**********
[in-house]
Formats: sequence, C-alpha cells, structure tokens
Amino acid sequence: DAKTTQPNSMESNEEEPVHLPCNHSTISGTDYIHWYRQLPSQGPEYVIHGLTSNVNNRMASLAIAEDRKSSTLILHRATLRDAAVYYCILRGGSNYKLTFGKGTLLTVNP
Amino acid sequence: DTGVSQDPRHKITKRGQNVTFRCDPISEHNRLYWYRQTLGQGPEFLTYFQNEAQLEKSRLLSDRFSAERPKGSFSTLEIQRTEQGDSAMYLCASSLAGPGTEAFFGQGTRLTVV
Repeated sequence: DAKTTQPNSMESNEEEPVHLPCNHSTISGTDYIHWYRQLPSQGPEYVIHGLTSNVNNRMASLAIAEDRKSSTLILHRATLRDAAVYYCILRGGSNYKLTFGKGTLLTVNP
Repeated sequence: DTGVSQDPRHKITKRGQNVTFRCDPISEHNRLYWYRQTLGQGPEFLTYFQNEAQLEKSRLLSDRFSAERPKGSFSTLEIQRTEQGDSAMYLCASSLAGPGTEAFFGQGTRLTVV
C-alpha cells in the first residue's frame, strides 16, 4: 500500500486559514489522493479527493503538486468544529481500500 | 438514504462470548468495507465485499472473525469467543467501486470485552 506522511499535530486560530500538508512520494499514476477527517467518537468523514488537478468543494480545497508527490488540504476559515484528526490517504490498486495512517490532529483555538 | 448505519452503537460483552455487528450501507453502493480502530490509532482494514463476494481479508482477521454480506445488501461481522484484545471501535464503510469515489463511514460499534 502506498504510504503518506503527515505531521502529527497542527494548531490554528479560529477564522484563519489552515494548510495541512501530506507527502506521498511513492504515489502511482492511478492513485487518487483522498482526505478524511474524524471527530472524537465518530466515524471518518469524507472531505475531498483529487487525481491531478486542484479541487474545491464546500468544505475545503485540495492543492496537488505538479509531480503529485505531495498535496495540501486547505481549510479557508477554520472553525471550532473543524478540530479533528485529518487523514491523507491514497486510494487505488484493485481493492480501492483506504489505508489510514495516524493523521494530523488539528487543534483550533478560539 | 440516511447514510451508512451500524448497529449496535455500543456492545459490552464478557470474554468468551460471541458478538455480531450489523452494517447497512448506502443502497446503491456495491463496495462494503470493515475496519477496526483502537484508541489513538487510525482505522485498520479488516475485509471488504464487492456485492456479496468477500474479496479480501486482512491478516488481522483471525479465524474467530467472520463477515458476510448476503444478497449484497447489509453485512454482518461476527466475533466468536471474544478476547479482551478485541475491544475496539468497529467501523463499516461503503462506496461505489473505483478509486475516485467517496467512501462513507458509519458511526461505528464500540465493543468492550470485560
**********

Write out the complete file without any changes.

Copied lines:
[in-house]
Formats: sequence, C-alpha cells, structure tokens
Amino acid sequence: DAKTTQPNSMESNEEEPVHLPCNHSTISGTDYIHWYRQLPSQGPEYVIHGLTSNVNNRMASLAIAEDRKSSTLILHRATLRDAAVYYCILRGGSNYKLTFGKGTLLTVNP
Amino acid sequence: DTGVSQDPRHKITKRGQNVTFRCDPISEHNRLYWYRQTLGQGPEFLTYFQNEAQLEKSRLLSDRFSAERPKGSFSTLEIQRTEQGDSAMYLCASSLAGPGTEAFFGQGTRLTVV
Repeated sequence: DAKTTQPNSMESNEEEPVHLPCNHSTISGTDYIHWYRQLPSQGPEYVIHGLTSNVNNRMASLAIAEDRKSSTLILHRATLRDAAVYYCILRGGSNYKLTFGKGTLLTVNP
Repeated sequence: DTGVSQDPRHKITKRGQNVTFRCDPISEHNRLYWYRQTLGQGPEFLTYFQNEAQLEKSRLLSDRFSAERPKGSFSTLEIQRTEQGDSAMYLCASSLAGPGTEAFFGQGTRLTVV
C-alpha cells in the first residue's frame, strides 16, 4: 500500500486559514489522493479527493503538486468544529481500500 | 438514504462470548468495507465485499472473525469467543467501486470485552 506522511499535530486560530500538508512520494499514476477527517467518537468523514488537478468543494480545497508527490488540504476559515484528526490517504490498486495512517490532529483555538 | 448505519452503537460483552455487528450501507453502493480502530490509532482494514463476494481479508482477521454480506445488501461481522484484545471501535464503510469515489463511514460499534 502506498504510504503518506503527515505531521502529527497542527494548531490554528479560529477564522484563519489552515494548510495541512501530506507527502506521498511513492504515489502511482492511478492513485487518487483522498482526505478524511474524524471527530472524537465518530466515524471518518469524507472531505475531498483529487487525481491531478486542484479541487474545491464546500468544505475545503485540495492543492496537488505538479509531480503529485505531495498535496495540501486547505481549510479557508477554520472553525471550532473543524478540530479533528485529518487523514491523507491514497486510494487505488484493485481493492480501492483506504489505508489510514495516524493523521494530523488539528487543534483550533478560539 | 440516511447514510451508512451500524448497529449496535455500543456492545459490552464478557470474554468468551460471541458478538455480531450489523452494517447497512448506502443502497446503491456495491463496495462494503470493515475496519477496526483502537484508541489513538487510525482505522485498520479488516475485509471488504464487492456485492456479496468477500474479496479480501486482512491478516488481522483471525479465524474467530467472520463477515458476510448476503444478497449484497447489509453485512454482518461476527466475533466468536471474544478476547479482551478485541475491544475496539468497529467501523463499516461503503462506496461505489473505483478509486475516485467517496467512501462513507458509519458511526461505528464500540465493543468492550470485560